Go Back  PPRuNe Forums > Flight Deck Forums > Tech Log
Reload this Page >

Increasing jet aircraft range.

Tech Log The very best in practical technical discussion on the web

Increasing jet aircraft range.

Old 24th May 2013, 08:02
  #21 (permalink)  
 
Join Date: Jul 2009
Location: France - mostly
Age: 80
Posts: 1,689
Originally Posted by framer
any idea where I could read up about Mach effect?
Sorry, I can't help you there. Mach effects are due to the compressibility of air. They become important when the local velocity in the airflow around the airplane approaches the speed of sound. I was looking at the aerodynamic data of a wide-body transport.
HazelNuts39 is offline  
Old 24th May 2013, 08:07
  #22 (permalink)  
 
Join Date: Mar 2006
Location: AUSTRALIA - CHINA STHN
Age: 55
Posts: 257
Fourth root etc

So is that where 1.32 comes from as Vimd x1.32 = Vlrc?

I also learnt optimum altitude was best the best product of l/d x Mach for the 707 ... Which sort of lines up with the previous info.
On another fuel matter, when you plug a hold( racetrack) into an FMS it bugs up a few knots over green dot... Now this makes sense as the idea is to fly slightly faster to allow the speed to decay in the turns due to the drag increase and speed up on the straights staying above Vimd... But the idea used to be to leave the thrust constant , avoiding accelerating the engine thus using more fuel...
In modern jets FMS says ' set hold speed' and obviously the autothrust/ throttle then powers up and down as needed to hold constant target speed... Is this correct or counterintuitive to the whole reason hold speed is slightly increased in the first place?? Or am I missing something ... Should I technically be disconnecting A/T if I really wanted max endurance? No one has ever been able to,answer this question.. But some of the folks here seem pretty aero- knowledgable? WJA
woodja51 is offline  
Old 24th May 2013, 09:10
  #23 (permalink)  
 
Join Date: Jan 2012
Location: Not far from the edge of the Milky Way Galaxy in the Orion Arm.
Posts: 510
I would have thought you can get around the hold no problem and that taking autothrust out of . . auto - using manual thrust would stop the excursions of thrust - providing you have enough thrust to get round the corners, in your race track pattern, based on holding at altitude. `Some` ask for a certain speed in the hold like 230 kts.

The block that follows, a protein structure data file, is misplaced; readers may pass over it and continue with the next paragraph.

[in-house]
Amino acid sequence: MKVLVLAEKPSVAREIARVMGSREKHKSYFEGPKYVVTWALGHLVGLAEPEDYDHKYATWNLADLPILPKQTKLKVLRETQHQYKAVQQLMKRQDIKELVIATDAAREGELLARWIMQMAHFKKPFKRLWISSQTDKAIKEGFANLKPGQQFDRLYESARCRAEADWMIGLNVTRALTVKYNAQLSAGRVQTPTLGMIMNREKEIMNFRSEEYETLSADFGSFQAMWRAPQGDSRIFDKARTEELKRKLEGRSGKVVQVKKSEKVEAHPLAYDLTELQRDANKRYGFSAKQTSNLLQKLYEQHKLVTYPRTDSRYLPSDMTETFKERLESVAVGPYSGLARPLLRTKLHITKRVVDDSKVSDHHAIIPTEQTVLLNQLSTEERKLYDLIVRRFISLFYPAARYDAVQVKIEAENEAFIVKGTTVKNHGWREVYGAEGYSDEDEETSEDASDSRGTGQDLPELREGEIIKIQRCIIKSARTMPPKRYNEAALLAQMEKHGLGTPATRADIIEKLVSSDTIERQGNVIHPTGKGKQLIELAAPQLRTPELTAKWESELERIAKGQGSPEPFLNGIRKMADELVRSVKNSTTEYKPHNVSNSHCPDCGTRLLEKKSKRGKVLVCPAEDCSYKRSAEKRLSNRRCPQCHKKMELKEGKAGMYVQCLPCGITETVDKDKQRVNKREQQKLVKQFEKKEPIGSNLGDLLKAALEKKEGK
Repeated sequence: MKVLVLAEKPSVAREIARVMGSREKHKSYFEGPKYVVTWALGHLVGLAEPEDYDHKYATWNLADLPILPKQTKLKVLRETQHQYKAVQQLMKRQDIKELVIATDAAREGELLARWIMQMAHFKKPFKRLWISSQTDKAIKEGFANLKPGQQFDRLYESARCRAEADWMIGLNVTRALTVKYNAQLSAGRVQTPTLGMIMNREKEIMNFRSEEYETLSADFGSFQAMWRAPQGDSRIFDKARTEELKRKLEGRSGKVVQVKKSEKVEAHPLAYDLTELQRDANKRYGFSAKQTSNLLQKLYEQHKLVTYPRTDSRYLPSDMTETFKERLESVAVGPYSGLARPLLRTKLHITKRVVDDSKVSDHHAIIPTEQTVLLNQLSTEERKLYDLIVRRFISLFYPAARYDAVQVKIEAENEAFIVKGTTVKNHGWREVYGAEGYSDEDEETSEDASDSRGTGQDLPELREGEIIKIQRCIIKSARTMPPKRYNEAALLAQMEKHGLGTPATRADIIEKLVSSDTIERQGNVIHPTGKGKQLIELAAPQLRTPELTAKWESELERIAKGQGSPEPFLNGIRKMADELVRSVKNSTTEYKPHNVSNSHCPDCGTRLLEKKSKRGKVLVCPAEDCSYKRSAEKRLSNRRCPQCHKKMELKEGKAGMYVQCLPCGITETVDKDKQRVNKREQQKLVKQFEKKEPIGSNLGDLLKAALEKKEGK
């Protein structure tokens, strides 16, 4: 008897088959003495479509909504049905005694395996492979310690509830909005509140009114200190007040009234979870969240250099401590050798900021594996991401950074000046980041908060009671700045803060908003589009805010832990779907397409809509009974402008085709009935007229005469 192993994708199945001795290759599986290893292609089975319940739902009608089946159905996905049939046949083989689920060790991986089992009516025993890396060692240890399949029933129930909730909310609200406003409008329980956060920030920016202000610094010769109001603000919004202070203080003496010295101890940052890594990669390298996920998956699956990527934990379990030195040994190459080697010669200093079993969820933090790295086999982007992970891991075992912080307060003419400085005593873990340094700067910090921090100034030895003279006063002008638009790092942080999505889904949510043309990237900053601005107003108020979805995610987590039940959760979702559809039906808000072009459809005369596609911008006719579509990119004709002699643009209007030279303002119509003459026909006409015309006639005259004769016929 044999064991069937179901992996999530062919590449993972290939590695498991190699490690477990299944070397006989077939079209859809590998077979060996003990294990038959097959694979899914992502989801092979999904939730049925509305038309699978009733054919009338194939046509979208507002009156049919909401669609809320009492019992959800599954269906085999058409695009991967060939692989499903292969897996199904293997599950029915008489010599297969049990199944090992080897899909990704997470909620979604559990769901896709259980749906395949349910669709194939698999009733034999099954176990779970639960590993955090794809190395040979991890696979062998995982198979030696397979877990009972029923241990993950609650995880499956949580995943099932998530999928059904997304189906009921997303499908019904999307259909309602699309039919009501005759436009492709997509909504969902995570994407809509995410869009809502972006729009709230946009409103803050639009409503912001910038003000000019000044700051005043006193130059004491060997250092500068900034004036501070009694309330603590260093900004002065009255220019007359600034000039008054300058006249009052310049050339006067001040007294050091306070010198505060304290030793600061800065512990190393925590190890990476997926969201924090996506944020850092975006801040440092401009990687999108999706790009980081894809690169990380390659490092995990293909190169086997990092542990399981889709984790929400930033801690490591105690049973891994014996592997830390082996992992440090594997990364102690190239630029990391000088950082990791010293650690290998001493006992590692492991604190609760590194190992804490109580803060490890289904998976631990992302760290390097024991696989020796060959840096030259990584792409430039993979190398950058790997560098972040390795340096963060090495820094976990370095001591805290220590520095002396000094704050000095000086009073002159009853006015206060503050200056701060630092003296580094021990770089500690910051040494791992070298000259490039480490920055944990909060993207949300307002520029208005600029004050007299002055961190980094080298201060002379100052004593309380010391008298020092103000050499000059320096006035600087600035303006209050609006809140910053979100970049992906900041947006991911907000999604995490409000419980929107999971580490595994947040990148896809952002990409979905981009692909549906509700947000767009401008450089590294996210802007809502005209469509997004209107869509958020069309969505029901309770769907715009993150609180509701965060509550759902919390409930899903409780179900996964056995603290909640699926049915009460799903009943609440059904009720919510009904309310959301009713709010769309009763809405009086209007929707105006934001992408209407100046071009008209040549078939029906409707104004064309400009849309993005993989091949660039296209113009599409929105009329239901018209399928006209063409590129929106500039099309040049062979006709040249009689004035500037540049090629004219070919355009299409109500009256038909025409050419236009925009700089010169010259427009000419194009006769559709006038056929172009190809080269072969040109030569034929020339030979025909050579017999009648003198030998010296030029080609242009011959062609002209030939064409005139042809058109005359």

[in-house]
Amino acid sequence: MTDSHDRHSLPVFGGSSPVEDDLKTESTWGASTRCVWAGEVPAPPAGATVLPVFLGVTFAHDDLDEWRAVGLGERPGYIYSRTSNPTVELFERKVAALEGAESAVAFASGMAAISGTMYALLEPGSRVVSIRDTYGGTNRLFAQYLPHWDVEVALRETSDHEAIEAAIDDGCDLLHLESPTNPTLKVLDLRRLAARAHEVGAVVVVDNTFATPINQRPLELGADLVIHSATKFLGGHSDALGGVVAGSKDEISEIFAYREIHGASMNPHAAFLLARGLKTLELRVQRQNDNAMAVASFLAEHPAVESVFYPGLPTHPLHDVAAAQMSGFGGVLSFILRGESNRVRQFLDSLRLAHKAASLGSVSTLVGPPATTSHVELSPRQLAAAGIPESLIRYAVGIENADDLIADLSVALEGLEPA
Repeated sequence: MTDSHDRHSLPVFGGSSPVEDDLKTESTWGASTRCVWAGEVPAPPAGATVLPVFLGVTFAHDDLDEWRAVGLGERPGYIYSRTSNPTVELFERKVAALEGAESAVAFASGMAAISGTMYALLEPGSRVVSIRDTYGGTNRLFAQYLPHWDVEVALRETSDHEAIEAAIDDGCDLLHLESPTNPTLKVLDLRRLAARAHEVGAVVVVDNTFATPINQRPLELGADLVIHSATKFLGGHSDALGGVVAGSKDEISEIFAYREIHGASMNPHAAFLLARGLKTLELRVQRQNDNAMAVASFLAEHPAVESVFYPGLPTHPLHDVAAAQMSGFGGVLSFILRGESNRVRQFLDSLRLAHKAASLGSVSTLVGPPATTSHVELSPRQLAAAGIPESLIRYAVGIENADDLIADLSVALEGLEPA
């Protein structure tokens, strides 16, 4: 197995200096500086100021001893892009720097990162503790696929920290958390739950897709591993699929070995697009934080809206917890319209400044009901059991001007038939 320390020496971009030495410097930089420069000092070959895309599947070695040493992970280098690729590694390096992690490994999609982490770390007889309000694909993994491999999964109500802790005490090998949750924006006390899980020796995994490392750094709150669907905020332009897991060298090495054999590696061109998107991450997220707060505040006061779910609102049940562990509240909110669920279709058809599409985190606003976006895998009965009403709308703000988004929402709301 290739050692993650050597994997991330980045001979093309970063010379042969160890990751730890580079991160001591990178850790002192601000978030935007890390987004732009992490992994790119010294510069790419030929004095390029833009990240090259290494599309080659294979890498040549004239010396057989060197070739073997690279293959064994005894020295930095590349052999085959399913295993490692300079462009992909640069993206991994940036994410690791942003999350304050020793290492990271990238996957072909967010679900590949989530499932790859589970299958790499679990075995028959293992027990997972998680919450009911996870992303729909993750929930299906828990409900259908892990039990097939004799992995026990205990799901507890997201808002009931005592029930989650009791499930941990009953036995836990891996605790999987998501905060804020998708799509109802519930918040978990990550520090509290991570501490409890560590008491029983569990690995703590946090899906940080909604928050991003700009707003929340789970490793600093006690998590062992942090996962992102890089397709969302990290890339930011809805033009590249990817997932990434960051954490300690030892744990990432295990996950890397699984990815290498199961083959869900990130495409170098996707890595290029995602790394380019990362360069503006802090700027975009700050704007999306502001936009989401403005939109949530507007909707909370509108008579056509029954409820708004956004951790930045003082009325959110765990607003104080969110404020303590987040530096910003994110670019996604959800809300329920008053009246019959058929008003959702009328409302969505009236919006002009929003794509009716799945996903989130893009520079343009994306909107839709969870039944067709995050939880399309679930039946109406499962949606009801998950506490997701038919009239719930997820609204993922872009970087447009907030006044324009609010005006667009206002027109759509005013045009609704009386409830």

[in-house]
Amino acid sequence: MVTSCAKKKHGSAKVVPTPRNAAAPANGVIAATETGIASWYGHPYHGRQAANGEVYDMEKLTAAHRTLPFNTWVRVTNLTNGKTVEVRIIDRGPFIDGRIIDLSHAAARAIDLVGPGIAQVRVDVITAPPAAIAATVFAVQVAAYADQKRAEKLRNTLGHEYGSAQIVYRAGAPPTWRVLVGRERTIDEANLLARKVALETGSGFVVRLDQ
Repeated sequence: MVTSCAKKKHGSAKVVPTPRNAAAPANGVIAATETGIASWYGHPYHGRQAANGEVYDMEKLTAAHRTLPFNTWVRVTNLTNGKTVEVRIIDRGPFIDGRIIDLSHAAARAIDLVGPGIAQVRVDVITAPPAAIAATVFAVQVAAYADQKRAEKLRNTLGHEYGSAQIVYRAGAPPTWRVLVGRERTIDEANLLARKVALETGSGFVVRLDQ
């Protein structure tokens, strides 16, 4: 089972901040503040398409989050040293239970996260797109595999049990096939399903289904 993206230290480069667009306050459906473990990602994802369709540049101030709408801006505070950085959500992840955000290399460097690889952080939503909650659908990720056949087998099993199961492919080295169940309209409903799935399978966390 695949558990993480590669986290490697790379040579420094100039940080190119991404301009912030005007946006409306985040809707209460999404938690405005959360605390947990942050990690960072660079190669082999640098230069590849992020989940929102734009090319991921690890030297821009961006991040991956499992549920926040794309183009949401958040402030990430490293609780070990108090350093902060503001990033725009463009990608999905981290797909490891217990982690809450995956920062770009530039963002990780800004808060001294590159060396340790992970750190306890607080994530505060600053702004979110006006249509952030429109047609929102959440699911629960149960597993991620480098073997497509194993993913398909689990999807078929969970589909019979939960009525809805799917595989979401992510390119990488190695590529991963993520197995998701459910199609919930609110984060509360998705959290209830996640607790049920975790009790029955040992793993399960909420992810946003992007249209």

Also, needless to say, if you "fix" your thrust at a constant setting during your max/long range cruise - you will go faster and faster, or (higher and higher)

Also, needless to mention, the level where you are getting max tailwind is more favourable than into the teeth of a jet(stream) say.

Also, don`t forget the hurricane thing - when flying the outer edges or the affected air of the tropical revolving storm its best to go around with the wind covering more ground and yet a lot faster ground speed.

What I didn't understand was the post by toffeez. What did you find so scary about my post 6, which, after all, was only another question? Was it that I asked a stupid question?
Nothing wrong with your post - you said nothing stupid, toffeez meant that he had to get the graphs out and work for a minute.

Love your thread Deefer.

Last edited by Natstrackalpha; 24th May 2013 at 09:24.
Natstrackalpha is offline  
Old 24th May 2013, 09:15
  #24 (permalink)  
 
Join Date: Jul 2009
Location: France - mostly
Age: 80
Posts: 1,689
Originally Posted by woodja51
Should I technically be disconnecting A/T if I really wanted max endurance? No one has ever been able to,answer this question..
I would think the idea is to keep the airplane on the stable part of the drag curve to avoid the engine constantly spooling up and down. Disconnecting A/T doesn't help because you would have to work the engines even harder.
HazelNuts39 is offline